• Referring back to FIG. 1, in operation, the substrate 154 is positioned on the substrate support pedestal 152 and plasma is generated in the chamber 100. A long throw distance of at least about 90 mm separates the target 142 and the substrate 154. The substrate support pedestal 152 and the target 142 may be separated by a distance between about 100 mm and about 300 mm for a 200 mm substrate. The substrate support pedestal 152 and the target 142 may be separated by a distance between about 150 mm and about 400 mm for a 300 mm substrate. Any separation between the substrate 154 and target 142 that is greater than 50% of the substrate diameter is considered a long throw processing chamber.
  • The sputtering process is performed by applying a negative voltage, typically between about 0 V and about 2,400 V, to the target 142 to excite the gas into a plasma state. The D.C. power supply 148 or another power supply may be used to apply a negative bias, for example, between about 0 V and about 700 V, to the substrate support pedestal 152. Ions from the plasma bombard the target 142 to sputter atoms and larger particles onto the substrate 154 disposed below. While the power supplied is expressed in voltage, power may also be expressed as kilowatts or a power density (w/cm2). The amount of power supplied to the chamber 100 may be varied depending upon the amount of sputtering and the size of the substrate 154 being processed.
  • Processing gas used for the sputtering process is introduced into the processing chamber 100 via the mass flow controller 164. The processing gas includes non-reactive or inert species such as argon (Ar), xenon (Xe), helium (He), or combinations thereof. A vacuum pumping system 166 connected through a pumping port 168 is used to maintain the chamber 100 at a base pressure of less than about 1×10−6 Torr, such as about 1×10−8 Torr, but the processing pressure within the chamber 100 is typically maintained at between 0.2 milliTorr and 2 milliTorr, preferably less than 1 milliTorr, for cobalt sputtering.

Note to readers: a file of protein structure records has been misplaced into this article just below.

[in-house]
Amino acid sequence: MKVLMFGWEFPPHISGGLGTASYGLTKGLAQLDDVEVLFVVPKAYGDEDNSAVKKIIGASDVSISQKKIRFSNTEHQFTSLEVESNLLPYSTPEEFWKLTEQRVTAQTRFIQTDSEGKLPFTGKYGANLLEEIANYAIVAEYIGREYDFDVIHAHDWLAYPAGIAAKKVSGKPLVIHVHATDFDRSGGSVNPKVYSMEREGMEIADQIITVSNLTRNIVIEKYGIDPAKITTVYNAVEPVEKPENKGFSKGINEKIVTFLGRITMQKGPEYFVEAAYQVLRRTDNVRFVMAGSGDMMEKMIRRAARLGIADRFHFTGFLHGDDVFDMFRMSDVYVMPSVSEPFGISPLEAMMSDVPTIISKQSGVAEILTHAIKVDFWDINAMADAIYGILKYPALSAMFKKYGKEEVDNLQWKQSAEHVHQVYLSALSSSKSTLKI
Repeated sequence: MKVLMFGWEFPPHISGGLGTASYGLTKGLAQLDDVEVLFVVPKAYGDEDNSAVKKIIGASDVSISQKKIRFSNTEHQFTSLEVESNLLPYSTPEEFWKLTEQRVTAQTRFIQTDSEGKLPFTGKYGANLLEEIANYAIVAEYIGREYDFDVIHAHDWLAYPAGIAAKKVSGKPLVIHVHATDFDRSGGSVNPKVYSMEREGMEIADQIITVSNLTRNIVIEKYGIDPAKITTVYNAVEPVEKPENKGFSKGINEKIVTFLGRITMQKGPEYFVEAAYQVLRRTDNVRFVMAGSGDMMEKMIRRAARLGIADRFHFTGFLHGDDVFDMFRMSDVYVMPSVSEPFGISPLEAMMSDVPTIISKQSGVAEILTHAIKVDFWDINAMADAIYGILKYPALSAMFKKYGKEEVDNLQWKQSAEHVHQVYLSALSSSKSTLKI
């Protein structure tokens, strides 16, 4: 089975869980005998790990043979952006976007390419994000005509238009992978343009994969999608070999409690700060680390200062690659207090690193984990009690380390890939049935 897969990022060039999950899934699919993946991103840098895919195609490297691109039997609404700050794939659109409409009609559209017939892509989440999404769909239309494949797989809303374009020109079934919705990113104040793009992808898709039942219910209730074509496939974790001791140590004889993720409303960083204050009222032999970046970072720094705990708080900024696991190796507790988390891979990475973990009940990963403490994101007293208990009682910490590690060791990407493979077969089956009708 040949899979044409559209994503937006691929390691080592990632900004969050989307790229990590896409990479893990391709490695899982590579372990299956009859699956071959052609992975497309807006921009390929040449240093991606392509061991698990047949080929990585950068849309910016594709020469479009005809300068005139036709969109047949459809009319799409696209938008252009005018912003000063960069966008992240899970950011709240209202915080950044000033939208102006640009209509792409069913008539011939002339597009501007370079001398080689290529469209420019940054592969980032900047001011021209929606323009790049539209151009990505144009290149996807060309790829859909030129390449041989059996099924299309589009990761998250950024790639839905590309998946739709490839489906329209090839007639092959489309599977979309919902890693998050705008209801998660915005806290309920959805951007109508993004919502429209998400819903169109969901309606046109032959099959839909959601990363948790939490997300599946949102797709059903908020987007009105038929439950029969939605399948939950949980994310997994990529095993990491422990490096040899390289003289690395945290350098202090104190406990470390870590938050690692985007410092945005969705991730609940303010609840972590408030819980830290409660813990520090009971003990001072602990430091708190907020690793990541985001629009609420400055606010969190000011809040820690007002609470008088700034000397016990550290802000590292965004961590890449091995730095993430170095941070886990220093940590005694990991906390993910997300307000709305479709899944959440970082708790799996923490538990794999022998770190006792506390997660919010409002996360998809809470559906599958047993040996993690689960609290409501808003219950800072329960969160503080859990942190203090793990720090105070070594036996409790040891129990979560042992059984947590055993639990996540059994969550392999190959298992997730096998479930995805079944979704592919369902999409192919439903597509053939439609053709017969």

• While the foregoing is directed to embodiments of the present invention, other and further embodiments of the invention may be devised without departing from the basic scope thereof, and the scope thereof is determined by the claims that follow.

Claims (20)

1. A substrate processing chamber component, comprising:
a deposition ring for protecting exposed portions of a substrate support pedestal, wherein the deposition ring comprises a metal portion and a ceramic isolator portion.
2. The substrate processing chamber component of claim 1, wherein the ceramic isolator portion comprises a plasma coated ceramic isolator coating.
3. The substrate processing chamber component of claim 1, wherein the metal portion comprises stainless steel.
4. The substrate processing chamber component of claim 1, wherein the ceramic isolator portion comprises a ceramic selected from the group consisting of alumina, yttria, aluminum nitride, titania, zirconia, and combinations thereof.